Personal note -- We're going to be on vacation for the next week, so no updates until the following Wednesday. Hang in there. -- Jim
The Austin Energy Holly Street Power Station resembles a giant erector set that was built in and around a mad scientist's chemistry lab, then dropped off by the Colorado River to rust in place. Pipes and tubing of all sizes snaked in all directions, serving perfectly inscrutable purposes around the large turbine stacks. Peculiar notes were scrawled on different bits in pencil and marker, messages like "Close A valve to open B valve", and "do not overpressure".
On this day, the station was standing in for some place called "Mid States Ethanol Processing Plant". A large tank had been repainted with the logo, which was also on all of our grey hardhats (the crew wore orange hardhats with the "Revolver" movie logo on them).
It doesn't seem all that big for a place that can generate 600Megawatts of electricity. Unless you're standing on top of it. Then it seems plenty big enough. At one point I and several other extras found ourselves near one of the plant workers, who gave us an earful about the place, and how it was slated to close down by 2008 because of complaints by the neighborhood.
It struck me that there was a great magazine article to be written about the plant's closing some day.
Of course, being on the set didn't actually mean we were going to do anything. Another thing few people know about making movies is the amount of waiting that goes on, especially for extras. Oh sure, some of the crew never seemed to stop the entire three days we were there, but there is still a lot of hurry up and wait in the movie business. I've been on shoots where a twelve-hour day had at most 2 minutes of actual filming, if that much.
On this day, however, we get to business fairly quickly. After some drizzle passes, our small group is set up in various spots and given props and marching orders. Some of us get tool belts and/or walkie-talkies. Everyone gets an id badge, labeled "Mid States Ethanol", with a picture of one of the production crew on it.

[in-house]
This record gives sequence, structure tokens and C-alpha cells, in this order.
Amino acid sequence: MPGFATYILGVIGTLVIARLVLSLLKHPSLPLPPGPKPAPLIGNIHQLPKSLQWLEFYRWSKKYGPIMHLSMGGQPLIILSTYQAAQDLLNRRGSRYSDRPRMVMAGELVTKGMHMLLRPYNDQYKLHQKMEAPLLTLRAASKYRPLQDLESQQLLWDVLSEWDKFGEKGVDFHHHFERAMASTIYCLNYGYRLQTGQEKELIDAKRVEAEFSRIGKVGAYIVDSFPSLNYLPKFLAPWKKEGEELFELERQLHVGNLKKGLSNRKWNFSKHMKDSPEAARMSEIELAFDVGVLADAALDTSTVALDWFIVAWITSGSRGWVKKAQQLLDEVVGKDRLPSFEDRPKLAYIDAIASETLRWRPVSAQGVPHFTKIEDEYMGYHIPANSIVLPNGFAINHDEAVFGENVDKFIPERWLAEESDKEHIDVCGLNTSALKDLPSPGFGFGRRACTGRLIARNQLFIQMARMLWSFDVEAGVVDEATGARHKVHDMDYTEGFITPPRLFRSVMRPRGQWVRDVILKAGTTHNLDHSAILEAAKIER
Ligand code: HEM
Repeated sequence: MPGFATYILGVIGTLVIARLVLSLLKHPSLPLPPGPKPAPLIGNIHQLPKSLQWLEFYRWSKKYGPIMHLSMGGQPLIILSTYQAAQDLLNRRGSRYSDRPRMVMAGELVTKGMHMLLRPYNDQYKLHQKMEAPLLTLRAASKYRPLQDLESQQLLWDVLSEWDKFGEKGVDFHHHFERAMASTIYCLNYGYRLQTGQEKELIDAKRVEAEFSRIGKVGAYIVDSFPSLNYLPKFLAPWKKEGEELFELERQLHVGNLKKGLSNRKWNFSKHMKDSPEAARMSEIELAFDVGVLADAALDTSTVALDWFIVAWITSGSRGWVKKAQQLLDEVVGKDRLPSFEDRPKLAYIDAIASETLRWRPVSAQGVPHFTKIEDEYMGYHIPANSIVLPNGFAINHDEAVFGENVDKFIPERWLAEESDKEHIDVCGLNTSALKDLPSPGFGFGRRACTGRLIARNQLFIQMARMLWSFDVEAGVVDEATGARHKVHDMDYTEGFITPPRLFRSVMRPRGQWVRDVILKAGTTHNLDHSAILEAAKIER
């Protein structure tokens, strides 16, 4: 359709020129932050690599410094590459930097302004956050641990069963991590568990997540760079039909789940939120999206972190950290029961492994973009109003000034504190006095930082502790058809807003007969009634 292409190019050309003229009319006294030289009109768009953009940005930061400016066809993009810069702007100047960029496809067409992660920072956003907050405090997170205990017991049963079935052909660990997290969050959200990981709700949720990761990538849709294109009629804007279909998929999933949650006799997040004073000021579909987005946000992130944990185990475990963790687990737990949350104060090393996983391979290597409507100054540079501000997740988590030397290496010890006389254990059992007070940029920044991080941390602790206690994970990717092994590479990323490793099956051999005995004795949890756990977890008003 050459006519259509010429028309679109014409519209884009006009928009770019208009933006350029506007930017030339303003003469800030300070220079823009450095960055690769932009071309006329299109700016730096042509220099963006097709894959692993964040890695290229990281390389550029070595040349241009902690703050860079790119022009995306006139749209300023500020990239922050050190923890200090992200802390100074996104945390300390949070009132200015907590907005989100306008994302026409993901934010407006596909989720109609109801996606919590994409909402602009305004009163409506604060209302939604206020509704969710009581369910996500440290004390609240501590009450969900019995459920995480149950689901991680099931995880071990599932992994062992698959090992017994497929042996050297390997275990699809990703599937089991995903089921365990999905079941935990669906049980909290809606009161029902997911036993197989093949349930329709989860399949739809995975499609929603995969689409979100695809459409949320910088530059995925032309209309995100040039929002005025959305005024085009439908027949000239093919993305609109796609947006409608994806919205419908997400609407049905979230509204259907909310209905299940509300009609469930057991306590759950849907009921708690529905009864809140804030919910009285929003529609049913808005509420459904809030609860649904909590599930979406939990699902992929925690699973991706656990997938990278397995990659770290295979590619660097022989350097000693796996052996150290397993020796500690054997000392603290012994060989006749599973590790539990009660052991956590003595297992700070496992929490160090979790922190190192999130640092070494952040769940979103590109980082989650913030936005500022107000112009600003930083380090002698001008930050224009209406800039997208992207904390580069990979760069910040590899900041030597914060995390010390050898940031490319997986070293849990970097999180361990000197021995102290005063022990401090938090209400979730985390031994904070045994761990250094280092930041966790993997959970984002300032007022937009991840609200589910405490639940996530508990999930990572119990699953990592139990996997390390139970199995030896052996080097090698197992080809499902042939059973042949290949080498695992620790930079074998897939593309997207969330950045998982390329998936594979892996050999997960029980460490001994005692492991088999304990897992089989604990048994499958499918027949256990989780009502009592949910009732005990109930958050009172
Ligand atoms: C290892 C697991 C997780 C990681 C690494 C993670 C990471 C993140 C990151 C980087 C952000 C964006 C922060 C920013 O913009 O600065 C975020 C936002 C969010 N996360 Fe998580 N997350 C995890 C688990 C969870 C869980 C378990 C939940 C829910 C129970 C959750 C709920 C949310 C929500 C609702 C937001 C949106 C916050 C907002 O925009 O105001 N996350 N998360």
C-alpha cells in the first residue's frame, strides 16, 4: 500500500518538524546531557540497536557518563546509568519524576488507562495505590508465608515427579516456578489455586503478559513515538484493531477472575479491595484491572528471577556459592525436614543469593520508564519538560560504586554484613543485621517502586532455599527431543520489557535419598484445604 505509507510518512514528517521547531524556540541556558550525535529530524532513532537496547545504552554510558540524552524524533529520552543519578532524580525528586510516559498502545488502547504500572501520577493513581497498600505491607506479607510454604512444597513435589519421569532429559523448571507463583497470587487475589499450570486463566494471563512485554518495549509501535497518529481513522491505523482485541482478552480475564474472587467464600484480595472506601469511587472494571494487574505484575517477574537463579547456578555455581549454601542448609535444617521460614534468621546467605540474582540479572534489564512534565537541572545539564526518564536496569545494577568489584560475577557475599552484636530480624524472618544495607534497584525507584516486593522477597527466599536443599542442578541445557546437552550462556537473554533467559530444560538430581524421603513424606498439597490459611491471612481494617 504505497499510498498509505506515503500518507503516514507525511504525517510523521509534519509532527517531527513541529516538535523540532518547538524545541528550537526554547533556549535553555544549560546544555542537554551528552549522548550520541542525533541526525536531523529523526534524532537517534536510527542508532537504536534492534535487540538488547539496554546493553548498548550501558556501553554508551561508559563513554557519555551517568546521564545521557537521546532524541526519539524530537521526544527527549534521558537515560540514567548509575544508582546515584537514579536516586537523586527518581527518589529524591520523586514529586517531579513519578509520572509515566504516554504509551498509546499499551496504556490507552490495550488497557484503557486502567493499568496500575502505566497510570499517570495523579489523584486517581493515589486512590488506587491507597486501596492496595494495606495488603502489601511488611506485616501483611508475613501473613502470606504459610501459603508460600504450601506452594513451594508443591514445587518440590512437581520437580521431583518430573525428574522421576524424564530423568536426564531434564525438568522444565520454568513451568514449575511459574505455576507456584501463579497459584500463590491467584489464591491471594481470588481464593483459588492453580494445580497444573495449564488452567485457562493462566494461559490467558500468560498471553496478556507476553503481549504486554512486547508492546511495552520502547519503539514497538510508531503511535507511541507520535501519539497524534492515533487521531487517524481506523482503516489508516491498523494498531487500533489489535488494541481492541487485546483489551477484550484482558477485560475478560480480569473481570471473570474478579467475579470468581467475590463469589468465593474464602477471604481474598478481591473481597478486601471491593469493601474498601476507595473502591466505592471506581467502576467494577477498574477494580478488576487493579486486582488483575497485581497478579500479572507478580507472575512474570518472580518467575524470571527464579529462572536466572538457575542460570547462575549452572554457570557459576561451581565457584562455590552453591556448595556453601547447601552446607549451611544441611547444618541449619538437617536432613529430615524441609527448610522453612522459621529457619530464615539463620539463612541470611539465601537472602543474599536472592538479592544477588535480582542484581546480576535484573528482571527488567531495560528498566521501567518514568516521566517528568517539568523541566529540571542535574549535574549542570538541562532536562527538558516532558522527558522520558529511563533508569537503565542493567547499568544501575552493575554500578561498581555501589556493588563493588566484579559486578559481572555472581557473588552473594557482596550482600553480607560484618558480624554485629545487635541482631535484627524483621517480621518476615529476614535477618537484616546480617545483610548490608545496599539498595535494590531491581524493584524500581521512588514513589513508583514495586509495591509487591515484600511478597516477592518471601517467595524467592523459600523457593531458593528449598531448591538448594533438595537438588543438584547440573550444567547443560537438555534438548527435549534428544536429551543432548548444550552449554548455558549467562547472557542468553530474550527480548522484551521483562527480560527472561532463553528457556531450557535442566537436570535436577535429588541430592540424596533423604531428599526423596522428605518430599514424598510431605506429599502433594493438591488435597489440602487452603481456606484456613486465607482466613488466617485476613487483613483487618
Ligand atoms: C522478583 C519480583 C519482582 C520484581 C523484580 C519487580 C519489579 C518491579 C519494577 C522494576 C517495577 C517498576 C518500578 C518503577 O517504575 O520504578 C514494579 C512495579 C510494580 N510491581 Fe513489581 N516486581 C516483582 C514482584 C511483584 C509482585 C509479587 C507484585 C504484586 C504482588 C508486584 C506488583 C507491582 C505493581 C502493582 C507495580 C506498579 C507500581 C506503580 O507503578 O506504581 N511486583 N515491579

I'm in a group with two others. We are told to walk around a parked 18-wheeler, wait as another passes by us, then split up. I have to climb up some stairs and wander around the second floor. During all this, a pickup, ostensibly driven by Sarah Michelle Gellar's character drives by and parks. Gellar isn't doing the driving of course, its her stand-in.
We do this several times. Each time, we get a litany of yells from the director, passed along by the PA's. The first is always "picture's up". I don't know what that means technically, but for us it was basically "Get ready". Then, you get "rolling." Sometimes you can hear "speed" or "sound" but that generally doesn't get passed along. Finally, if we've made it that far (and sometimes things get aborted for various reasons), you get "background action" and "action".
The various "actions" could get messy. Depending on your location you might be going on "background", to give you a natural movement before the actors come in, but you might need to go at the same time they do, or you might need a completely different cue if the camera is moving and you come into view after action has begun. You might get cued directly by a PA, or just wait until something specific happens, like a vehicle goes by, or a character passes your location. Sometimes it was hard to hear cues, and you just had to guess.
Eventually, they have shots of the pickup driving up and its time for Sarah to exit the truck and walk over to talk to some guy. I'm pretty far away at first, and can only note that she is wearing jeans and her hair is a dark brown. Later, I'm amused by the fact that every single extra feels the need to comment on how small she is (Sarah is maybe 5'2" and quite petite. Small indeed, but you'd think she was a midget from the way they talked. I guess they expected Buffy to be more like a WNBA player).
We have no scripts (of course) so we can only infer what is going on. Sarah's character has some sort of argument with some guy. It's during this that the clouds, which have been with us all morning, begin to break up and we find ourselves with a dazzlingly sunny (if breezy) day. This is a problem, because all the shots so far are of a gloomy, cloudy day. The light is now wrong and the directors have to regroup. We break for lunch.